Moving’s expensive, but you can be prepared

This was originally published on Monday,October 28, 2013, in the Pacific Daily News.  Click here to subscribe to the PDN.

Question: I recently received a job offer off island and I am planning on moving. Do you have any tips on making this move a smooth financial transition?

Answer: Congratulations on your new job. Moving is never easy and always financially draining. There are many things to consider. The first step should be getting organized, especially with your financial records. Because it’s a professional move there are some expenses that you may claim come tax time. You may also want to create a calendar of dates and deadlines, a to-do list, and a binder that you can hand-carry that contains all the paperwork you will gain during the process.

There are several things you may need to consider.

• Create a budget. This may be difficult, as you may not know what to expect. You will need to start researching the cost of living of the new area. How much does an apartment/home cost to rent or buy? What is the average utility bill? You will need some cushioning in case you run into an unexpected cost.

• Negotiate. It’s OK to talk to your new employer if the company will be helping with any relocation costs. Some companies pay for these and you may be surprised how flexible some companies are willing to be if you ask.

• Banking. Check with your bank if there is a branch at your new location. You may have to open an account at a local bank in the area. Check with your current bank if there are any transition fees or penalties.

• Property insurance. If you are moving your household goods or car, you may need to consider extra insurance to cover your belongings. Having the right amount of insurance could help keep a huge disaster to a mere nuisance.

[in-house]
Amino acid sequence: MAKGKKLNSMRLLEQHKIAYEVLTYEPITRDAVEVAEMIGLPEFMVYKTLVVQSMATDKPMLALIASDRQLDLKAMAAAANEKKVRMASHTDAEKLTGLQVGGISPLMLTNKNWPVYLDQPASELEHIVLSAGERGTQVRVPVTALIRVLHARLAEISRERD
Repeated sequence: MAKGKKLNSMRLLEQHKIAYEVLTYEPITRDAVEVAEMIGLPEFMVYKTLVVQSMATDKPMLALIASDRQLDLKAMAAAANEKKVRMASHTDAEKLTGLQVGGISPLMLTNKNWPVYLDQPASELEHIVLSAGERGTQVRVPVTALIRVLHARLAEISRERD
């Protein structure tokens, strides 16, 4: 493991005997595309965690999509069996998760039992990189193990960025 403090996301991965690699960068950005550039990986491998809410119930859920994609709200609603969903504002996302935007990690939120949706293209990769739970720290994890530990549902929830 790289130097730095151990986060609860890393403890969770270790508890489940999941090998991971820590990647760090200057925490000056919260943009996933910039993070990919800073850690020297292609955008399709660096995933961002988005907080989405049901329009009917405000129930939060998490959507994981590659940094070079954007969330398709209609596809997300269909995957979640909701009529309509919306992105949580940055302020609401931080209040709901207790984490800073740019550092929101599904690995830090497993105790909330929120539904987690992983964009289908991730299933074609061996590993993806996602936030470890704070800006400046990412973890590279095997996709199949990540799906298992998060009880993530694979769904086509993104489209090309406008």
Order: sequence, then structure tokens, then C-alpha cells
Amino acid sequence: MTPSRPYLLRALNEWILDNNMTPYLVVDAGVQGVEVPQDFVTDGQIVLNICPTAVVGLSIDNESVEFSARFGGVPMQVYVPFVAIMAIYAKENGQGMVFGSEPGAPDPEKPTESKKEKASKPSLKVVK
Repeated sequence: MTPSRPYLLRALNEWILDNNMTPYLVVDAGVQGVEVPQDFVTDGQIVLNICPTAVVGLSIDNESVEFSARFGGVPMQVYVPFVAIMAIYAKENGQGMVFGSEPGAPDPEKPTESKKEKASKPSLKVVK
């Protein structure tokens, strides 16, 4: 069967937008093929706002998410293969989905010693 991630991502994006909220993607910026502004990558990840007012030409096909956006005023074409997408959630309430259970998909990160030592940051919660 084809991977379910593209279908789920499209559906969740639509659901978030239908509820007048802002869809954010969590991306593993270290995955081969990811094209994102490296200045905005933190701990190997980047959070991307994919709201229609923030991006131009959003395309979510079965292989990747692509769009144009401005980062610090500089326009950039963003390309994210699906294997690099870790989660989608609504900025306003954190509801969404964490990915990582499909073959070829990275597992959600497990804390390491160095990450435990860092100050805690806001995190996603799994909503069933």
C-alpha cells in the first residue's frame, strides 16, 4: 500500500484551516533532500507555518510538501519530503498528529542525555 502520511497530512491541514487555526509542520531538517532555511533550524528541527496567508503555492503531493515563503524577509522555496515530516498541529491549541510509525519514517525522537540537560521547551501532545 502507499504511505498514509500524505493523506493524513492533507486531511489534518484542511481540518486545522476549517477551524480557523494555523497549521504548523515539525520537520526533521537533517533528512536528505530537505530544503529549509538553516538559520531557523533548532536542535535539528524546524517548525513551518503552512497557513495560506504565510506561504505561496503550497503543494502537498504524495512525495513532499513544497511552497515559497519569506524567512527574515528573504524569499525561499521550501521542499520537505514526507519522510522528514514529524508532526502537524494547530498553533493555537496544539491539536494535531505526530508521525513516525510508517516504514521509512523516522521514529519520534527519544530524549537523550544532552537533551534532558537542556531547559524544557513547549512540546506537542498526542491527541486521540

• Realtor or no realtor? This is a decision you may have to make on both ends. If you are planning to sell or rent your home, it will be very helpful and less stress to get professional help. You may also require a realtor at your new destination. A realtor can give you the ins and outs of an area. Decide how much you can afford for a realtor.

• Medical insurance. Will your insurance cover you at your new location? You may have to purchase another plan. Let your insurance company know of your move and do not cancel your coverage until you reach your destination. You may never know what happens while you are in transit.

• Your retirement plan. Talk to your current human resource manager about transferring your retirement plan. Will there be a fee or taxes to pay? Can your plan be transferred?

• Vehicle(s). Do you plan on taking your car with you? Shipping a car is dependent on how much your car weighs. If you’re currently paying on your vehicle, can you sell your car to cover the remaining balance? If your car is paid, do you want to start another loan? Is there reliable public transportation at your new destination?

Michael Camacho is president and chief executive officer of Personal Finance Center. He has more than 20 years of experience in retail banking and at financial institutions in Guam and Hawaii. If there is a topic you’d like Michael to cover, please email him at and read past columns at the Money Matters blog at


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